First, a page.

Such opinions are not regular occurrences. There were six from 2010 through 2014, and none since, according to the commission website. There’s no sign of an advisory opinion last year, when top management previously directed trucks to leave on schedule.
“The political and media conversation around the Postal Service has become intense, politically polarized, and largely divorced from the agency’s actual short-term and long-term problems,” Kevin Kosar, a resident scholar at the American Enterprise Institute, in Washington, said in a paper last week.
Clearly, the president’s musings on Twitter and elsewhere about how mail-in voting could be undermined have set many state and federal politicians on edge, but that doesn’t mean there aren’t serious financial and operational problems at the Postal Service that need to be fixed, experts said.
Like many legacy institutions, the Postal Service, which dates to the Revolutionary era, has struggled to adapt to the digital age.
The volume of first-class mail, where it has a monopoly and which is its most profitable service, is down nearly 50% since its peak in 2001, according to the nonprofit USA Facts. Last year, the agency’s 54.9 billion pieces of first-class mail amounted to 167 per U.S. resident, down from 364 pieces of mail per person in 2001.
Meanwhile, the agency’s parcel deliveries have boomed, more than doubling in volume since 2010. Over the same time period, revenue from packages climbed 124%, to $22.8 billion, not far behind the $24.4 billion in revenue from first-class mail in the year ended Sept. 30, 2019. The agency had a total of $71 billion in revenue last year, up 6% from 2010.
Some, the president included, have suggested that the Postal Service should charge more to deliver packages, where the agency competes with for-profit businesses such as FedEx Corp. and United Parcel Service Inc. But that might not help because shippers can find alternatives, which is not the case with first-class letters delivered to a mailbox.
During a time of sharp growth in package delivery, the Postal Service’s core operating results, what it calls its “controllable” results, have deteriorated from a gain of $610 million in fiscal 2016 to a loss of $3.4 billion last year. Controllable costs do not include such things as the advance payments for retiree health benefits that are required by a 2006 law and have accounted for a large chunk of the Postal Service’s losses since then. Most federal agencies pay retiree health benefits as they incur them.
Some analysts believe that packages may be causing other services to suffer. The percentage of three- to five-day first-class mail delivered on time fell to 81% last year from 92% in 2010. Through June, the on-time delivery rate in the Philadelphia region was slightly better than the national average, at 83%, according to Postal Service data.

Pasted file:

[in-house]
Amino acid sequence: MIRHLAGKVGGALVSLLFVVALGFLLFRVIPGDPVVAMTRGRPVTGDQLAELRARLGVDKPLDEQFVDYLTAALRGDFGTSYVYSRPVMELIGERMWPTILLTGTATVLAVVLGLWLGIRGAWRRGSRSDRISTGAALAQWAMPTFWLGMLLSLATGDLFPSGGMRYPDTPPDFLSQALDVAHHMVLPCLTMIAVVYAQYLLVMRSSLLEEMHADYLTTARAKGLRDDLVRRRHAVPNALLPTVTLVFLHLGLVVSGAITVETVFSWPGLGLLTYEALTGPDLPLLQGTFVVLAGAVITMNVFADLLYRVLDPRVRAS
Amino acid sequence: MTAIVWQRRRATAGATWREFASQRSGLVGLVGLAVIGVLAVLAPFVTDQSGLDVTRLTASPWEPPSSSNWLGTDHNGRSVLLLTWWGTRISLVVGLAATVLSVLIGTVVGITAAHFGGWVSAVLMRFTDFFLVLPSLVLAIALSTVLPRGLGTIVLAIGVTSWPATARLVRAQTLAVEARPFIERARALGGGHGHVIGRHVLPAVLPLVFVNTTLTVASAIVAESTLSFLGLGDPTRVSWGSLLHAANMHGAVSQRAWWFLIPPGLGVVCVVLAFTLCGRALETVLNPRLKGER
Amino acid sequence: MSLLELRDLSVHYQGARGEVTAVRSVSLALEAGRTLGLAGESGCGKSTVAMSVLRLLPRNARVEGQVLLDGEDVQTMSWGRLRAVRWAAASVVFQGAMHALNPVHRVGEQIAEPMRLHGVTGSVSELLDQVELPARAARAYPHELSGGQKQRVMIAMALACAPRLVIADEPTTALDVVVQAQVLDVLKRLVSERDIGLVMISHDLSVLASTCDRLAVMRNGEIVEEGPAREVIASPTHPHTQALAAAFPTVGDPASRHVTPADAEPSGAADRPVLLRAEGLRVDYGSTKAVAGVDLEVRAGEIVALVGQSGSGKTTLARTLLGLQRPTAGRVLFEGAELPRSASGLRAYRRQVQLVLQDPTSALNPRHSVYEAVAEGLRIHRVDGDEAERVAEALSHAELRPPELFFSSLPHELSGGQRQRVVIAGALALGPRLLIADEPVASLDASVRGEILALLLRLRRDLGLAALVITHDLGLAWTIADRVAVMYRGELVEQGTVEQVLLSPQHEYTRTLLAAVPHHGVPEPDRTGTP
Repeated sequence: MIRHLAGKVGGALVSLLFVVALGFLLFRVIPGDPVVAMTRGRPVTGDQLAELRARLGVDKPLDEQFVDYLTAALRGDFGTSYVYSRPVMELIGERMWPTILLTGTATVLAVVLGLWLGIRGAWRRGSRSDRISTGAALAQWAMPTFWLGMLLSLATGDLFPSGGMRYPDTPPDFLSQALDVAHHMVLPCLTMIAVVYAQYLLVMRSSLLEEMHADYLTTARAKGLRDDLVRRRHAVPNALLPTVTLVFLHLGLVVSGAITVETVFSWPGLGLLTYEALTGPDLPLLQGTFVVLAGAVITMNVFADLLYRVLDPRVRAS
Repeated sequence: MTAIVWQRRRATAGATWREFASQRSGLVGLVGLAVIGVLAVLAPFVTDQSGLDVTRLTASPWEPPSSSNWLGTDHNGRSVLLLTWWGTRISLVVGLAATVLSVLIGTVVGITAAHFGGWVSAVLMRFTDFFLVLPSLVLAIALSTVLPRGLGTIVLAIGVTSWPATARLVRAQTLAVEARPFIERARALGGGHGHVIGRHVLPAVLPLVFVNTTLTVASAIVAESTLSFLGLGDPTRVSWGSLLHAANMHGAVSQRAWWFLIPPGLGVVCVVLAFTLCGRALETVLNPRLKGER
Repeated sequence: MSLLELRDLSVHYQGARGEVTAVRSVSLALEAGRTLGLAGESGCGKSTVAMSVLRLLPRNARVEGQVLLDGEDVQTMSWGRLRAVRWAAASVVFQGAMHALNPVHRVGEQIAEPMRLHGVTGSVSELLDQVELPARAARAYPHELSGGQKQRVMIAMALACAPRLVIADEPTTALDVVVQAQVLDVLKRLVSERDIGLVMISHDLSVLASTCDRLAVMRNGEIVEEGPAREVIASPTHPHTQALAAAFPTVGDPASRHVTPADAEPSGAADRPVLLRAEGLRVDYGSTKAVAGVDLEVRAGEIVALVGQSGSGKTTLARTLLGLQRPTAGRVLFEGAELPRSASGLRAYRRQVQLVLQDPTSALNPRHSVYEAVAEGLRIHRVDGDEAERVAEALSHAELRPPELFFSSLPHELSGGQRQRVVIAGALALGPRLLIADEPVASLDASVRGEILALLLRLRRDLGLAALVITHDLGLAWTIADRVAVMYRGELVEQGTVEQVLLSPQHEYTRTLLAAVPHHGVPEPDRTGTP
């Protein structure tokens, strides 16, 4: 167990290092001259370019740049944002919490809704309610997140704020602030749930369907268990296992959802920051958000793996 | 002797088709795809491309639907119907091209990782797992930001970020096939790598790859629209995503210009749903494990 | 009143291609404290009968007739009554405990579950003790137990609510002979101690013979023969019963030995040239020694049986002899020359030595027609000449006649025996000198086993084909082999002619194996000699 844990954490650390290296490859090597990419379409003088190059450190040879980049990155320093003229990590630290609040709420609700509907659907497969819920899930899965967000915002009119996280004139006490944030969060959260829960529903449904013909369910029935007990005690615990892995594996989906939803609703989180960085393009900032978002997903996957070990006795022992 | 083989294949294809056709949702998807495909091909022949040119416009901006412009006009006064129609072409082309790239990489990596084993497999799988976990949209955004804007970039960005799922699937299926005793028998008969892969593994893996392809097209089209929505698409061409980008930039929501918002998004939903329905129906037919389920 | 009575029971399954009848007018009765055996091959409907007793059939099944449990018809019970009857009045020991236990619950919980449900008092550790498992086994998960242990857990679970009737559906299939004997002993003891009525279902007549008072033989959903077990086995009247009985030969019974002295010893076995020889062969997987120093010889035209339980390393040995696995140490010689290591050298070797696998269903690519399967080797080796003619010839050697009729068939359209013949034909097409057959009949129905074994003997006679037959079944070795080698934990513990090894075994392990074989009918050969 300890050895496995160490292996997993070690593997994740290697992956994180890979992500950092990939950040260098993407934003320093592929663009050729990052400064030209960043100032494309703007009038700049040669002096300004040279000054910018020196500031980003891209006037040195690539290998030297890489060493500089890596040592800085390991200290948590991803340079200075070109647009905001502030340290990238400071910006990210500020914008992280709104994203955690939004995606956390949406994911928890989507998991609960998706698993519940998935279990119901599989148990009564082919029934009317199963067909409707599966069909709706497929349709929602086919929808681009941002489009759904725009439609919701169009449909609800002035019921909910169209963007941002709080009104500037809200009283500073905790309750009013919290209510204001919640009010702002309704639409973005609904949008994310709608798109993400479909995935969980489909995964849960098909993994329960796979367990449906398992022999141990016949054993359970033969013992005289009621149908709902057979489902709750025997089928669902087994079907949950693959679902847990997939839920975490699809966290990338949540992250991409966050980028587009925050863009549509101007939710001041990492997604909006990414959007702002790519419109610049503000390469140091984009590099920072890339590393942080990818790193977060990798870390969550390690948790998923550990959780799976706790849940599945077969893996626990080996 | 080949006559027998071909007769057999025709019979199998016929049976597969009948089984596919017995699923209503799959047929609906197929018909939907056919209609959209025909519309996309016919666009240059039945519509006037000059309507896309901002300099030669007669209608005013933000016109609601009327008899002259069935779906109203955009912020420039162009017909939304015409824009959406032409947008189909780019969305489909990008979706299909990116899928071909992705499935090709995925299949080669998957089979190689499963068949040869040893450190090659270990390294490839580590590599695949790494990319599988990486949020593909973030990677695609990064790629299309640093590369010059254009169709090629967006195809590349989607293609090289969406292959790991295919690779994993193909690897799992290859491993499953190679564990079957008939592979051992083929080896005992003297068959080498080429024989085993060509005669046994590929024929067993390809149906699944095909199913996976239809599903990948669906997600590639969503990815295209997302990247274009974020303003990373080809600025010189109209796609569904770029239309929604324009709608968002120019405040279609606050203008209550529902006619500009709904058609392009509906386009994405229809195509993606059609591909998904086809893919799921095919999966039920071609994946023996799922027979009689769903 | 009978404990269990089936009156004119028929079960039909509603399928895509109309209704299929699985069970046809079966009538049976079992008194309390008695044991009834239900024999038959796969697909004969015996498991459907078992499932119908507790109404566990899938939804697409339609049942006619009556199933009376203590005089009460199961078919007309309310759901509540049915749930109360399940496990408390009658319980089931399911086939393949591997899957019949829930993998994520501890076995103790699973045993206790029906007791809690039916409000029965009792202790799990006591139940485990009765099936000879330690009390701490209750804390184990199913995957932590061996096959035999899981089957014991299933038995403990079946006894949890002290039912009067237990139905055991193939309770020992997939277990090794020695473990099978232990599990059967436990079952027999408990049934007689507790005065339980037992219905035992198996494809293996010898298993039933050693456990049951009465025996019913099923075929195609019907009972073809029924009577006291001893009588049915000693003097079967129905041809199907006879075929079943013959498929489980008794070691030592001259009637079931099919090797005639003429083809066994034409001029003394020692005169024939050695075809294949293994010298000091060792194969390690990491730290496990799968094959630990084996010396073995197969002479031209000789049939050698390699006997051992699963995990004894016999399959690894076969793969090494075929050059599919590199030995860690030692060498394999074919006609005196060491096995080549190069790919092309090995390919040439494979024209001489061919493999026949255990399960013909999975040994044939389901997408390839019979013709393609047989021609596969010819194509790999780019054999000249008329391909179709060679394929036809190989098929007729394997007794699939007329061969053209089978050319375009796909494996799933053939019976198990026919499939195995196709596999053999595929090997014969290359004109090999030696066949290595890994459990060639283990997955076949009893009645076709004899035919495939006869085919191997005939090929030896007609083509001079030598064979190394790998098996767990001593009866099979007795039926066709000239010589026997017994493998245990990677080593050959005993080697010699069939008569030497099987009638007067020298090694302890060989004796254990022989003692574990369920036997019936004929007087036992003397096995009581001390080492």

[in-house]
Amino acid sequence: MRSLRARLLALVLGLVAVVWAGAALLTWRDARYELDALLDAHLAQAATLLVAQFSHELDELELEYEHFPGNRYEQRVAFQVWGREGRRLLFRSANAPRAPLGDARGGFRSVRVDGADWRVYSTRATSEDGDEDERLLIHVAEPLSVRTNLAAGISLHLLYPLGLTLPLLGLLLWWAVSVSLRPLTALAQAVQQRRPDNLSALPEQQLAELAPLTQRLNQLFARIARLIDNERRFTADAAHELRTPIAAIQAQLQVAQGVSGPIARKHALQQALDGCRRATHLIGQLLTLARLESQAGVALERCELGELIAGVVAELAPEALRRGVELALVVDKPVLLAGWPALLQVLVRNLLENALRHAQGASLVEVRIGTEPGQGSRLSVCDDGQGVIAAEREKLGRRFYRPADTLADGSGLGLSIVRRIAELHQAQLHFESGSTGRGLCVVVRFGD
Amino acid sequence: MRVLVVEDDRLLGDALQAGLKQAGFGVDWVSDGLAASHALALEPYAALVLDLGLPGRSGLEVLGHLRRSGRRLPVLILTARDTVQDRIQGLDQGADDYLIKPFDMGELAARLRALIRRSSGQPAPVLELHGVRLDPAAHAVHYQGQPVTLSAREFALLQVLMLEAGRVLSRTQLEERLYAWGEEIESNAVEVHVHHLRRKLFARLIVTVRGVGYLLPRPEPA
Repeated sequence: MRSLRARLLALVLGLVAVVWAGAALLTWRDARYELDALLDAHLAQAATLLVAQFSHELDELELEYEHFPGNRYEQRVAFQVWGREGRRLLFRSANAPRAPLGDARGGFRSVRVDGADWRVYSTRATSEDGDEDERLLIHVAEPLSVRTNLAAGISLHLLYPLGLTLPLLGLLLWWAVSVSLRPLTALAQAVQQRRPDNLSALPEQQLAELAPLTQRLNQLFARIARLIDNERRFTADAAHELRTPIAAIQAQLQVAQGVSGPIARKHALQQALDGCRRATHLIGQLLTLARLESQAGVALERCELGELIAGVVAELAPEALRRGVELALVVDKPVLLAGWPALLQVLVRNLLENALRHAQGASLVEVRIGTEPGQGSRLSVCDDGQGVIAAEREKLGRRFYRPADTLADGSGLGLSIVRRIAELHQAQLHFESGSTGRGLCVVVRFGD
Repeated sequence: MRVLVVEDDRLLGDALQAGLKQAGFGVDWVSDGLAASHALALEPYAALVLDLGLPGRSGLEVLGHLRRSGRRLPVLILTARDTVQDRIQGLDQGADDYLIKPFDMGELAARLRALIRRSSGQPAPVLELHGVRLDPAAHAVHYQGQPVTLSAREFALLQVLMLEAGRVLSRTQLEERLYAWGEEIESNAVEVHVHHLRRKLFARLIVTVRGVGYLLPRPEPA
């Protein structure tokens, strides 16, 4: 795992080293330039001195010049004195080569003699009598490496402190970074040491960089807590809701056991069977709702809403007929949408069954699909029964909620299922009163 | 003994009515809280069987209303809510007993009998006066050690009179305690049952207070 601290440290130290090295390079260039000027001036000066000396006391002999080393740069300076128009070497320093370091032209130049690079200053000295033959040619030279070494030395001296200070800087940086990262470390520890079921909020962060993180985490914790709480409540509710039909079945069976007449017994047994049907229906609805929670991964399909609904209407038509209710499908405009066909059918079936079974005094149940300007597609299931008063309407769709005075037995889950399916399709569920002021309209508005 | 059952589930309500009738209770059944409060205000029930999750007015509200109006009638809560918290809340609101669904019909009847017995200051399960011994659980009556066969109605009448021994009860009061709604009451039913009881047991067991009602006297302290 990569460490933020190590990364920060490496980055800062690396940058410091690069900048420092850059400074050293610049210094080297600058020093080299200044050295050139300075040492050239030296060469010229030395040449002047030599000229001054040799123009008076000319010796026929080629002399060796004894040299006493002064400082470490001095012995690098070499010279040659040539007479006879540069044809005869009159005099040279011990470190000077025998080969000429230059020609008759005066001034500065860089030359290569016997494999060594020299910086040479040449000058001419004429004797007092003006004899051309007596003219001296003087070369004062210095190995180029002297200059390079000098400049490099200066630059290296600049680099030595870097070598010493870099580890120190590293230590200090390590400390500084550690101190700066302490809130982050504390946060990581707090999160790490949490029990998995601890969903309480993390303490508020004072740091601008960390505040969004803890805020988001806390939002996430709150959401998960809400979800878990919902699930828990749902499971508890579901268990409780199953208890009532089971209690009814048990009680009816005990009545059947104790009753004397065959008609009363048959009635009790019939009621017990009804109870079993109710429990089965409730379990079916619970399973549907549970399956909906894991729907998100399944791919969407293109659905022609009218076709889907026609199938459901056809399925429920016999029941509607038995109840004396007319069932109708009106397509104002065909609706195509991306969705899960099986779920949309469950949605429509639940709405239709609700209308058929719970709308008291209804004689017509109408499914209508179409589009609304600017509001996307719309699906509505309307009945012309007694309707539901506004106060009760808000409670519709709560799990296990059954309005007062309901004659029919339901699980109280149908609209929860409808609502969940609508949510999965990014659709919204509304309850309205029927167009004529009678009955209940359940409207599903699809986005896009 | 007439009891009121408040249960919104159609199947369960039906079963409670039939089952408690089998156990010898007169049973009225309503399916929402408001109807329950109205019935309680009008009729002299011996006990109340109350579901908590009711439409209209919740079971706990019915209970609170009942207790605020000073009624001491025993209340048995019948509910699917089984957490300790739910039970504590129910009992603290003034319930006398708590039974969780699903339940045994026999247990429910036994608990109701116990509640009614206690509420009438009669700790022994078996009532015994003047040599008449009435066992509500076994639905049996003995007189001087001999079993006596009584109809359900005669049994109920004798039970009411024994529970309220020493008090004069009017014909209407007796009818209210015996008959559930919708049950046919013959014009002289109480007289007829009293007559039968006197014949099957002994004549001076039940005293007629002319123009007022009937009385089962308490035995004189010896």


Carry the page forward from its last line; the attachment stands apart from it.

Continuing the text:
Package delivery is a very different type of service, said Steidler, of the Lexington Institute. “Packages don’t go to every address like mail does on a typical day. It requires more trips to the Postal Service. It’s more expensive. It’s just harder to handle and to work with.”
Casselli, the union president whose local represents 1,500 clerks, drivers, maintenance and others in the Philadelphia region, agreed that the Postal Service has not done enough to change its operations for parcels.
“The post office is always the last to adjust,” he said.
Many of the ideas to fix the Postal Service require Congress to take action, which does not often happen.
For example, experts say, Congress could help the Postal Service by giving it more flexibility in setting prices. For most mail, including periodicals, marketing mail, and first-class letters, the Postal Service cannot raise prices more than the increase in the Consumer Price Increase.
DeJoy suggested in his Aug. 21 Senate testimony that the Postal Service could trim its massive health-care costs for 600,000 retirees by integrating the coverage with Medicare. Unions oppose this change because it would cost workers more money. The Postal Service owes $114 billion to its retiree health-care benefit fund.
In a more abstract move, Congress could clearly define what the Postal Service is required to do, what kind of mail is essential to the public and deserves “government protection in the form of price caps and mandated delivery standards,” according to a presidential task force report from December 2018. That report said that six-day delivery should be an option, rather than a requirement.
DeJoy, for his part, told a senator who suggested that mail be delivered five days a week that he thinks delivery to 161 million addresses six days a week is “probably our biggest advantage to capitalize on.”